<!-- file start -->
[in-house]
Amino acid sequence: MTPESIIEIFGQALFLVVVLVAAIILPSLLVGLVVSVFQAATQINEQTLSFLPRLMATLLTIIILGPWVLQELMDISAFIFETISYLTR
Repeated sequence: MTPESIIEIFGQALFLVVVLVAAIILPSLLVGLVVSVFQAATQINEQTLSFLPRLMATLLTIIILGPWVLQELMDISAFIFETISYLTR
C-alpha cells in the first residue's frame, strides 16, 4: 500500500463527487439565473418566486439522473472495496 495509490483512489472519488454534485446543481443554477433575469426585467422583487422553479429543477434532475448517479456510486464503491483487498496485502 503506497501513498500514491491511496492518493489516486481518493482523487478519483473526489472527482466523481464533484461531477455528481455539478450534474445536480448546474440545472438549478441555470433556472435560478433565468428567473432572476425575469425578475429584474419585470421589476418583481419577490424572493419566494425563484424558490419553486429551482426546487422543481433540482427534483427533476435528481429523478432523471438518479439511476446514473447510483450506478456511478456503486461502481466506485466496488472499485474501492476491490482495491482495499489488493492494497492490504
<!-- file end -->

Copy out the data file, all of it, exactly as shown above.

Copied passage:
[in-house]
Amino acid sequence: MTPESIIEIFGQALFLVVVLVAAIILPSLLVGLVVSVFQAATQINEQTLSFLPRLMATLLTIIILGPWVLQELMDISAFIFETISYLTR
Repeated sequence: MTPESIIEIFGQALFLVVVLVAAIILPSLLVGLVVSVFQAATQINEQTLSFLPRLMATLLTIIILGPWVLQELMDISAFIFETISYLTR
C-alpha cells in the first residue's frame, strides 16, 4: 500500500463527487439565473418566486439522473472495496 495509490483512489472519488454534485446543481443554477433575469426585467422583487422553479429543477434532475448517479456510486464503491483487498496485502 503506497501513498500514491491511496492518493489516486481518493482523487478519483473526489472527482466523481464533484461531477455528481455539478450534474445536480448546474440545472438549478441555470433556472435560478433565468428567473432572476425575469425578475429584474419585470421589476418583481419577490424572493419566494425563484424558490419553486429551482426546487422543481433540482427534483427533476435528481429523478432523471438518479439511476446514473447510483450506478456511478456503486461502481466506485466496488472499485474501492476491490482495491482495499489488493492494497492490504